The book was a continual work in progress. As an example, when a form would arrive from the city or county would arrive reminding us to renew our business licenses, we would photo copy the form, put it in a page protector and then place that page in the appropriate month. Some items required a bit of instruction added to the page because the instructions on the form were either not clear, or printed in a place that most people would overlook.

We learned how to save money that was being spent with the accountant by way of this book. There were several forms that required information from our accounting software. Our old way of doing it was to print out several financial documents, attach them to the form we had received and then mail them to the accountant.

The form would be completed by the accountant and returned to us along with a letter telling us where and when to send it, along with how much of a check to write, or expect to be automatically withdrawn from the business checking account. Of course, there was also a bill from the accountant for ‘services rendered’.

Only after having repeated this process multiple times, did we take time to look at what the accountant had returned to us. We then made a copy of the completed form as well as the pages we had sent to them.

Spending a few minutes looking at the form and pages, we began to ‘connect the dots’. The number on line one of the completed form was the same number as was on one of the pages. We circled both numbers and gave them a letter, ‘A’. We did the same with all of the other numbers that were on the form and pages.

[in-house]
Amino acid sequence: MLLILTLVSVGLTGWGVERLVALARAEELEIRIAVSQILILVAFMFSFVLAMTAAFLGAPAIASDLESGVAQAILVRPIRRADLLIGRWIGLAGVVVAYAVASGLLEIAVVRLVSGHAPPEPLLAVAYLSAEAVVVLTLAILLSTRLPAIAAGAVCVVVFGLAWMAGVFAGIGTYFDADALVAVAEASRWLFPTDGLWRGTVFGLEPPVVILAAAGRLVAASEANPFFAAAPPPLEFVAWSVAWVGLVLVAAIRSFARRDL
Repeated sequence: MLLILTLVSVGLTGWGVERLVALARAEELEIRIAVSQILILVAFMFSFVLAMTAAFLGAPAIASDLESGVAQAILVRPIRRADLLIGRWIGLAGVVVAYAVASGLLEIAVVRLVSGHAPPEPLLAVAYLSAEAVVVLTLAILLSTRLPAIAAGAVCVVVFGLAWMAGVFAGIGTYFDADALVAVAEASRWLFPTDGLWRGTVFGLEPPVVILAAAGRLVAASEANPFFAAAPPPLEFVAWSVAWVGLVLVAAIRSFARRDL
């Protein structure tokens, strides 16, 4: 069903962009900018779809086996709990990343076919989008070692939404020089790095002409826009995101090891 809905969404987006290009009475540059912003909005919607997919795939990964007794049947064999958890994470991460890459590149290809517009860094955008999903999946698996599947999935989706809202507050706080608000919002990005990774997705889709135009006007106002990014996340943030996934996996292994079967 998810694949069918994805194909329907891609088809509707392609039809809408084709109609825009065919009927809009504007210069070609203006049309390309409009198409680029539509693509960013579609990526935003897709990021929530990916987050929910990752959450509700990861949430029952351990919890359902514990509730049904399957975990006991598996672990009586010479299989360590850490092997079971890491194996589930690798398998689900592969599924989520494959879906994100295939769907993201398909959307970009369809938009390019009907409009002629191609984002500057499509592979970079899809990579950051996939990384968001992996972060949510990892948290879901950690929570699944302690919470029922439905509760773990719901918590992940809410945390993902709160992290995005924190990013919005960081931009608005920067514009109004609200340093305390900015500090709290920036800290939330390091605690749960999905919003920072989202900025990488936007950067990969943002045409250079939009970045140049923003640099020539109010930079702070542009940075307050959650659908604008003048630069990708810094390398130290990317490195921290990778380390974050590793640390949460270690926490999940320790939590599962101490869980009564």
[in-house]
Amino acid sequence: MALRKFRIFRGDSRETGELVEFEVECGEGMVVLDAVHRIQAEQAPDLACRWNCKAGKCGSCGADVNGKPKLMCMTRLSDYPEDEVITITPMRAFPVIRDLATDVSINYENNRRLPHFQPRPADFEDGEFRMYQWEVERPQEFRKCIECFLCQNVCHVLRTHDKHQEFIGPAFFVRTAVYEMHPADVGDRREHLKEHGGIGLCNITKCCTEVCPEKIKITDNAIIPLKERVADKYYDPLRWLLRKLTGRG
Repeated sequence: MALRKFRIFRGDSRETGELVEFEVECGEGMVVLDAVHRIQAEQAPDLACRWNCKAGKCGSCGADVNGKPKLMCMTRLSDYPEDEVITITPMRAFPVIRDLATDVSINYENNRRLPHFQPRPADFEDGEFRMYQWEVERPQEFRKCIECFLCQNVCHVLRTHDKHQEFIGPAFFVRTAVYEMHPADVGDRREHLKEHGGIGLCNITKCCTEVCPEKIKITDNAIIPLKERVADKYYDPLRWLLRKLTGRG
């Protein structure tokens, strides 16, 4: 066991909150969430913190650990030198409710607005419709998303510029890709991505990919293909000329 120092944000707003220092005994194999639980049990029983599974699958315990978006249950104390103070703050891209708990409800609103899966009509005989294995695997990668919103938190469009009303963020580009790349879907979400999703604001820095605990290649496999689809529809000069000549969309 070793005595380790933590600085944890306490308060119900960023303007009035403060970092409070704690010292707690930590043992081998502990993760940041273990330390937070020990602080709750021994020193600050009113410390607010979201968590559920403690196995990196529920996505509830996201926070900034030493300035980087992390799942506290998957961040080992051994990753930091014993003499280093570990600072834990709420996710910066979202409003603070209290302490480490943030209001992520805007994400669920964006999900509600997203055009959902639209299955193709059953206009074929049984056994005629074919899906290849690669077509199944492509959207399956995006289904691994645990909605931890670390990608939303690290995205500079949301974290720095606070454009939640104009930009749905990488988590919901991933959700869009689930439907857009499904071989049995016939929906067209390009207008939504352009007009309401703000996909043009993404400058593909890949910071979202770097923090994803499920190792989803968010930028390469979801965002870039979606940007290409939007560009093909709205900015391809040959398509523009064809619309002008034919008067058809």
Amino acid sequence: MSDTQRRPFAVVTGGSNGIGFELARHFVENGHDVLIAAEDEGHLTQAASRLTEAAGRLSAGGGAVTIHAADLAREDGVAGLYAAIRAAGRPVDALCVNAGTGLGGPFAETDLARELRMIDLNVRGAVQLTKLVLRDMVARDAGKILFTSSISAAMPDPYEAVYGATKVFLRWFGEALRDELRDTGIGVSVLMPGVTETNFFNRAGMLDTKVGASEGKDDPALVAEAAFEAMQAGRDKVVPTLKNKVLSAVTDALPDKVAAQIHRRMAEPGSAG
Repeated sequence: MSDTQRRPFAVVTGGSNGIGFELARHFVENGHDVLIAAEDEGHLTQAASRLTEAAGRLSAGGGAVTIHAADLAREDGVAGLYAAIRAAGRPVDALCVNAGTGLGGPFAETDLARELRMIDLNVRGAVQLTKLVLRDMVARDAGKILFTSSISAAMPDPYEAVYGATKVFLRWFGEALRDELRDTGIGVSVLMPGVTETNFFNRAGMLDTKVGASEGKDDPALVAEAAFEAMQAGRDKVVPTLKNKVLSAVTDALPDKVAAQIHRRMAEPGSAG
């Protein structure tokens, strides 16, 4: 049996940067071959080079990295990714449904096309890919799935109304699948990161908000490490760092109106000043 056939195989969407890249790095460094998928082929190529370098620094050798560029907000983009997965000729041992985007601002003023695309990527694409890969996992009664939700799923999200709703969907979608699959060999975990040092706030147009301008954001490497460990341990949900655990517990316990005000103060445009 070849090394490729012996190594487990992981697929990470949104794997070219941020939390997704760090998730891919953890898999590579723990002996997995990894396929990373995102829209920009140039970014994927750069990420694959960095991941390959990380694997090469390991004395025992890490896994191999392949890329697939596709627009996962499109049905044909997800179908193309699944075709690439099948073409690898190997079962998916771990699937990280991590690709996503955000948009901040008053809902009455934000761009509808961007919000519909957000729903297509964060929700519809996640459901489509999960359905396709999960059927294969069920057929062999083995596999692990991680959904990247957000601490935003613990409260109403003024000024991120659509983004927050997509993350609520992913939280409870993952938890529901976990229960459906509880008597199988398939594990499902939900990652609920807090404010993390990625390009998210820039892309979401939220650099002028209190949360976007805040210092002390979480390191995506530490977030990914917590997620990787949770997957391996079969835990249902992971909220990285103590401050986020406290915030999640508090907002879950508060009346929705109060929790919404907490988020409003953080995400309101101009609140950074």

Slowly but surely, we had marked what we thought was the process of completing the form. We then photo copied these pages with the letters on them and gave them to the accountant, asking if we had figured out how the tax form was completed. We had.

We then asked the accountant if there was any reason why we needed for them to continue performing the task (and sending a bill for each of the completed forms). With an answer of, ‘no’, we then added these pages to the appropriate place in our owner’s manual.

Now with each time we received that form, we were able to turn to the appropriate pages of the manual and follow the instructions which we had written for ourselves. As this was a quarterly form, creating this page in our owner’s manual, and following our own instructions was the easiest $300 we made in a year. 

There is another advantage to having an owner’s manual. While it works for a business that sells products, it is especially true for a landscape business. That is, when you are ready to sell the business, a prospective buyer will see more value in your business because you have created ‘processes’ instead of just handling things on a hap hazard basis.

The owner’s manual is never going to be a best seller, but it can be a best read book for you.

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This article is copyrighted by Tom Shay and Profits Plus Solutions, who can be reached at: PO Box 1577, St. Petersburg, Fl. 33731. Phone 727-464-2182. It may be printed for an individual to read, but not duplicated or distributed without expressed written consent of the copyright owner.
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Profits Plus Solutions, Inc.
PO Box 1577
St. Petersburg, Fl 33731
(727) 464-2182
Fax: (727) 898-3179